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whyZE426

Deal or no deal? 01' 426

17 posts in this topic

Hey all , I think i just scored a pretty good deal so i wanted to get some opinions on what the tt community thinks... The ol' trusty rusty warrior was startin to get a lil warn out and vibrate apart so i figured id go lookin for a new toy. I picked up a 2001 yz426 with an enduro kit, all legalized in pa, Bike is in excellent condition, usually starts on second kick when cold. I let myself get used to the auto decompression on the crf450 so it took a lil bit to get used to the decomp. lever on the new one haha. But im startin to get the feel for it. When i bought it , my buddy threw in all the extra parts he had layin around for it. Which includes all the original electronic stuff (stator etc.) from when it was strickly mx style bike, two brand new front # plates, A 4 gallon tank i think, along with the factory tank, 2 extra brand new sprockets for trail riding. and a few other things i cant think of right now.

Seems to run fine so far. I took it out on about a 3 hour ride today of woods/road riding and didnt have a single problem at all. The only thing that is wrong with it is that the wires for the brake lights need saudered back on, (no biggy) and im a littlw bit outta shape for the bike lol my own fault. I had a knee surgery in january and ive been bein a bit lazy since then in the phsyical fitness department.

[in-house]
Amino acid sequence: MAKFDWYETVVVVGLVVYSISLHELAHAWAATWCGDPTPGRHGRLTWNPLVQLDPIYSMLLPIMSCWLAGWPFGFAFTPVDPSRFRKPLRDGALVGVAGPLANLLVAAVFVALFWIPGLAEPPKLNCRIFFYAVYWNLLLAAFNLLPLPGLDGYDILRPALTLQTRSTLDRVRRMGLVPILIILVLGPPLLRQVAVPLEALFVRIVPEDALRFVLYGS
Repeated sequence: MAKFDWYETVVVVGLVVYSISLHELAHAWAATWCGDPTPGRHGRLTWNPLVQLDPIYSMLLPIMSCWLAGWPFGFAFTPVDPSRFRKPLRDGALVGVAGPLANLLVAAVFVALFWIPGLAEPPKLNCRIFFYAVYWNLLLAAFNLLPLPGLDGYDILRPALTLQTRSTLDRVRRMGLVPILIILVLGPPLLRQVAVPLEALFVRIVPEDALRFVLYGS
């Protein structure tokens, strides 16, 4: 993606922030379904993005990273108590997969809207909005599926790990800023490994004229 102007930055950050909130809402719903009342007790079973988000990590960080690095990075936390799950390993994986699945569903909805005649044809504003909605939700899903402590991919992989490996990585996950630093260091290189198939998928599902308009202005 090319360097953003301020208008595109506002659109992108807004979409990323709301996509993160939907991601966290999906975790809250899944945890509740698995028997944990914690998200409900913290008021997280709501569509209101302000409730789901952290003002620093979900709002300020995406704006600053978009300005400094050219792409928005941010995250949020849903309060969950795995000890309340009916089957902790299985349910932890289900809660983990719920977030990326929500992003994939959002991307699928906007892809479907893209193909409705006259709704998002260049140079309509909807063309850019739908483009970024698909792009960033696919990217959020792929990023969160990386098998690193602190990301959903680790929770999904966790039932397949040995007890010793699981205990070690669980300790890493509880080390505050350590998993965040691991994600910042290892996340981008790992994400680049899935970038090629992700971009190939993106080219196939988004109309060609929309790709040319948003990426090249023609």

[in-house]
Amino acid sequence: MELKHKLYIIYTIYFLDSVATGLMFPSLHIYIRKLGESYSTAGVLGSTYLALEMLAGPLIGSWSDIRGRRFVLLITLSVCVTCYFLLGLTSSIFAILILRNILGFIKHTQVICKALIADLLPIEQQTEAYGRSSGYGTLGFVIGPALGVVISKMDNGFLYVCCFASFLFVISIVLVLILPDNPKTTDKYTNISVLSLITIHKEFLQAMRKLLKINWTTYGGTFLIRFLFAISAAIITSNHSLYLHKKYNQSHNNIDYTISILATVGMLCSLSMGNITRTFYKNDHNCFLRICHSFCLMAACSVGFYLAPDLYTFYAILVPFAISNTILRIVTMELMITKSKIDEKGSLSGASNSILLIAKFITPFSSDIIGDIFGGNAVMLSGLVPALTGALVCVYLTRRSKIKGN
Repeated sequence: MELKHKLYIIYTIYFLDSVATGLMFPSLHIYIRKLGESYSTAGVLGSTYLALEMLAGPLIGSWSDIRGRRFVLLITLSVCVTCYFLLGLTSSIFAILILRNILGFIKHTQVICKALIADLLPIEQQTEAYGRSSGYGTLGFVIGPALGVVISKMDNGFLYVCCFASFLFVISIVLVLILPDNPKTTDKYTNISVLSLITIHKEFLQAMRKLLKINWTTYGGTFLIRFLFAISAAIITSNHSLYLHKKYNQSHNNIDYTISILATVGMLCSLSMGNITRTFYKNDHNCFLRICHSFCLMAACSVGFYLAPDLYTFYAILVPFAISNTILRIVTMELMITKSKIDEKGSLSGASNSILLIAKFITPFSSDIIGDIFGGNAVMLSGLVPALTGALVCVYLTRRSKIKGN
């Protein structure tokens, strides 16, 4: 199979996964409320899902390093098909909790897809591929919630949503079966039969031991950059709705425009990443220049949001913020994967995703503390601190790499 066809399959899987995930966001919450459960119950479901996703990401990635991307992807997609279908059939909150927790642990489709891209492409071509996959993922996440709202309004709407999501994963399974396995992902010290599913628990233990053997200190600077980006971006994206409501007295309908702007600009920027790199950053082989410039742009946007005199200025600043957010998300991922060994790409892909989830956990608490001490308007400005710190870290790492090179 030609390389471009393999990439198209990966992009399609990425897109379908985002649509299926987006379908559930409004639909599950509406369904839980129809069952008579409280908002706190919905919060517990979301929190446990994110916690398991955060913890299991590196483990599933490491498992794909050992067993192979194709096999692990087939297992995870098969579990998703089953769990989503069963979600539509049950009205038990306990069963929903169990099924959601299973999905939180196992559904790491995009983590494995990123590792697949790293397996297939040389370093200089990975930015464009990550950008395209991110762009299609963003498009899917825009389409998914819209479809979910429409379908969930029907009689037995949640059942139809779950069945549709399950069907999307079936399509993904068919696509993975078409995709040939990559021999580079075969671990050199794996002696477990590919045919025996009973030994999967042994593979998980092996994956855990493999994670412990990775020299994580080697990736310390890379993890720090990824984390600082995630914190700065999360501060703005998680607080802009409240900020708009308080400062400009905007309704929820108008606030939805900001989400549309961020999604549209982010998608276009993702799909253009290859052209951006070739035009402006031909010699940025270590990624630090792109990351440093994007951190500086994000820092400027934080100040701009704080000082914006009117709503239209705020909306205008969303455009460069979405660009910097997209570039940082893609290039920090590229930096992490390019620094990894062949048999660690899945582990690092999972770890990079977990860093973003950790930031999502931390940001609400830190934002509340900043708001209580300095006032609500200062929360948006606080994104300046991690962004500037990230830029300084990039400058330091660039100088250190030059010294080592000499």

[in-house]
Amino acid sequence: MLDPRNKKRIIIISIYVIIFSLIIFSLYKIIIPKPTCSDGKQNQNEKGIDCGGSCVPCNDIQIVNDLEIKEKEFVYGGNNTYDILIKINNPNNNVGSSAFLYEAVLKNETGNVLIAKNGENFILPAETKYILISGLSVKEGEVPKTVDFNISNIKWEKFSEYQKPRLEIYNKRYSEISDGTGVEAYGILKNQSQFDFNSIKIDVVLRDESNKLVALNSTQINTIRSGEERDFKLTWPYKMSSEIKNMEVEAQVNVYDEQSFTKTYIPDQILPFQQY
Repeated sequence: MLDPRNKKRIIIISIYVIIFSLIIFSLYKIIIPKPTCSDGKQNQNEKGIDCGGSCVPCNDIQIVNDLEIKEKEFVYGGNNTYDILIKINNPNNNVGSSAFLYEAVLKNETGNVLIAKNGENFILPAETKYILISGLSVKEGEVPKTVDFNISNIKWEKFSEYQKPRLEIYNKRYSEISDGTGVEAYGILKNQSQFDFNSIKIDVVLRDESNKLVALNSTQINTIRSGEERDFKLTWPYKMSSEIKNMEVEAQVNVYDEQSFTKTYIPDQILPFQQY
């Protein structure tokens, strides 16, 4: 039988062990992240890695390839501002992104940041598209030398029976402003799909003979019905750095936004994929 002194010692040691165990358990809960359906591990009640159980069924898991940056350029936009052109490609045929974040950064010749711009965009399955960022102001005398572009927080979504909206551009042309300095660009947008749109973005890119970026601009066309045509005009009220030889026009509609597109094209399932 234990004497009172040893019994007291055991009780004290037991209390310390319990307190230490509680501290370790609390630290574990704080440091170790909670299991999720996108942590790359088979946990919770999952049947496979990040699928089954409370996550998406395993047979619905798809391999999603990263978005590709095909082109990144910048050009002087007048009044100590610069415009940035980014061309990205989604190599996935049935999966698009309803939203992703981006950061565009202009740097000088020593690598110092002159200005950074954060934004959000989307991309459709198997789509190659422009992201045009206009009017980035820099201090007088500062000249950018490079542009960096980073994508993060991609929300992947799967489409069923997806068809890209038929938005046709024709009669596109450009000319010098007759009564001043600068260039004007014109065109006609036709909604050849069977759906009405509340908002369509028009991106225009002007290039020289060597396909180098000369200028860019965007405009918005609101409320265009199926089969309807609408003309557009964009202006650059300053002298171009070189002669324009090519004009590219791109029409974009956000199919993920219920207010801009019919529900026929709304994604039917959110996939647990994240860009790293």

So i just wanted to see what you all thought about the new bike.

whyZE426

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how much did u buy for? i bought a 2002 yz426f this summer that was bought new in 2005. the bike blew up after 2 rides. the timming chain skipped and a valve hit the piston and broke. i would highly recomend replacing the timming chain. cheap insurance and you can do it your self. i had to sell it for 750 for a parts bike when i bought it for 2100. just sold my broken bike today. good bike but replace the timming chain every 40-50 hrs of ride time and you should have no problems. i would check your valve clearences as well when you replace the timming chain. all you really take off to replace the chain is the valve cover, flywheel and stator. do your self a favor and replace it. dont end up like me.